• Walter Judge

        You argue that GMOs are not merely a breeding process. Whether or not you are correct, you do not make the case that GMOs are an “ingredient.”

        • Karl Riemer

          I’ve read this several times and can make no sense of it.
          The first sentence is false. I did not argue; I defined, not as you’ve interpreted.
          The second sentence is true. Self-evident and trivial, but factually correct.

          • Patrick Cashman

            Oh goodie. The neo-Luddites explain why a technology that has saved countless millions of lives is suddenly “bad”.

      • Robert Wager

        Please explain how random mutations of the entire genome of food crops with zero examination of what changes( deletions, insertions, recombinations, translocations, sequence changes) is somehow safer than exact geneome sequence data, location expression patterns etc for every GE crop.

        These “traditional breeding methods” have been used for over 60 years. Ionizing radiation mutagenesis, chemical mutagenesis, and some newer ones, somaclonal variation, embryo rescue. all have far more DNA disruptions with zero testing or evaluations.

        • Karl Riemer

          a) can’t
          b) concur (except of course for the quoted phrase – that’s absurd. I don’t know what you think I was defending. For the record, it was precise use of language, without which we’re howling at the moon.)

      • Paula Schramm

        “Breeding is a form of genetic modification. Transgenic technology is a different form. In other words, breeding & selection is a subset of GM, but GM ≠ breeding & selection. Genetic engineering is absolutely not a breeding process. The term exists to differentiate bioengineered organisms from sexual hybrids.”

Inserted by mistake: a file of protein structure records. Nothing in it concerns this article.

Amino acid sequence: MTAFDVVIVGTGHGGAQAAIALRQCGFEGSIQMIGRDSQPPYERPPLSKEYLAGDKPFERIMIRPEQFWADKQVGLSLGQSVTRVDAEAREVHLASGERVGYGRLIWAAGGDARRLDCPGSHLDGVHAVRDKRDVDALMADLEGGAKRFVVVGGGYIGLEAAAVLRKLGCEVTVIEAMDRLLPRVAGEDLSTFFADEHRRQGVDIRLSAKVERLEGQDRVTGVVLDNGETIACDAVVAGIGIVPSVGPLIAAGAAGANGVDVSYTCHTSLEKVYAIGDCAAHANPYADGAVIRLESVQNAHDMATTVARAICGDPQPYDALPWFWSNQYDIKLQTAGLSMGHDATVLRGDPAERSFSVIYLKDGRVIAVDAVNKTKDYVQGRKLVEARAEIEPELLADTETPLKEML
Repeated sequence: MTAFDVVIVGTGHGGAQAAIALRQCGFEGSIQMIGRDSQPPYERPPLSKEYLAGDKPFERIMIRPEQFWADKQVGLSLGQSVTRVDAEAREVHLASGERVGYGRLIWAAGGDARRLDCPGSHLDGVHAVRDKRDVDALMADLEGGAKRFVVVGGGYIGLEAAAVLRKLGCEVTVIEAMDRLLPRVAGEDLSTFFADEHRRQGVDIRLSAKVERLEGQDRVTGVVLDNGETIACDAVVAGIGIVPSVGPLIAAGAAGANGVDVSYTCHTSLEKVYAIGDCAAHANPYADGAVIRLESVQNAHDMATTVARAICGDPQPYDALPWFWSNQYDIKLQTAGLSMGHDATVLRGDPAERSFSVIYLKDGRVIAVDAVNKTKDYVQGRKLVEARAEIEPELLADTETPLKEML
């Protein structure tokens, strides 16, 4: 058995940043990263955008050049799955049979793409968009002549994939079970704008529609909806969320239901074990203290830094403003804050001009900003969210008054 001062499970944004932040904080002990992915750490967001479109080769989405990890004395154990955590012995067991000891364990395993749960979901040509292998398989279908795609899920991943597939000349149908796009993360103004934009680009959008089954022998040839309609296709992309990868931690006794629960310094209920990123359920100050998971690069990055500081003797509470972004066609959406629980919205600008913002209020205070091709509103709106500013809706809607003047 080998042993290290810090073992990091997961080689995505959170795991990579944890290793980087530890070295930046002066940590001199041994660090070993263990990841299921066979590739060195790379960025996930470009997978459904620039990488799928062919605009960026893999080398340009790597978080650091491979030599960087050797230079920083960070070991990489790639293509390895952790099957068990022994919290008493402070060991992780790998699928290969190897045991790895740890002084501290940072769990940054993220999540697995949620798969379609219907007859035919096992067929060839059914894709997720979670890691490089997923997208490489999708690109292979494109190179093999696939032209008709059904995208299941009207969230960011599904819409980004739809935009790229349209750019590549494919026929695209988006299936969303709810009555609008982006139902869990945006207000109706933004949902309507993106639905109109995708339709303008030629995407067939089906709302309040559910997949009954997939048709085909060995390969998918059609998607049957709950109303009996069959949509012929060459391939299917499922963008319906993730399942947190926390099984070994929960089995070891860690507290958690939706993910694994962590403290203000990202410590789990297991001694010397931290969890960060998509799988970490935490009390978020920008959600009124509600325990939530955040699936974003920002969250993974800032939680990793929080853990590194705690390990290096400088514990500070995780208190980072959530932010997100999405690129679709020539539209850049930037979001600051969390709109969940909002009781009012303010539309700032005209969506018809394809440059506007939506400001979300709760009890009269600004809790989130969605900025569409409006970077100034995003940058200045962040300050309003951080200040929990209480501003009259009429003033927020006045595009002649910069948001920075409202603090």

Thanks, Karl, for giving a really clear response to Roger Wager’s opening comment . You did your part well….can’t force all these commenter to accept accuracy and clarity if they don’t want to, I guess…..

    • Kate Webb

      Robert – the bill does not require labeling of ingredients. It requires the labeling of foods that are produced through genetic engineering, a process specifically defined in the bill. For religious, health, environmental, economic and political reasons, many Vermonters want to make an informed choice about the way their food is produced. There is nothing in the bill that restricts the right to use or to grow food produced in this way. It is simply a right to know.

  • William Floyd

    Some simple points: After 30 plus years and hundreds of studies, the presence of GMO at the cellular level is undetectable and untraced to any types of food related health problems. Second, as a result of those facts, your food is already labeled correctly on GMOS.

    Finally, for those of us who care about health and child development, concern for other processed food additives and source ingredients is high. We avoid processed, hydrogentad, high fructose corn syrup, etc. and seek local fresh wherever and whenever we can. We already have the Organics labeling system which is De Facto GMO freedom and we avoid excess salts and fats.

    So, exactly what is this added government interference in our food system going to gain us? Nothing but a big fat legal bill and another two years of our lame, ineffective Attorney General Bill Sorrell. Great election gift for him!

    Please ask you legislators why they supported this waste and fraud bill when GMO labeling is already available through the honest, independent GMO Free Project and through our hundreds of VT Organic Farms? To give Bill Sorrell a campaign issue other than his three recent expensive national profile court cases?

    Eat right and Vote!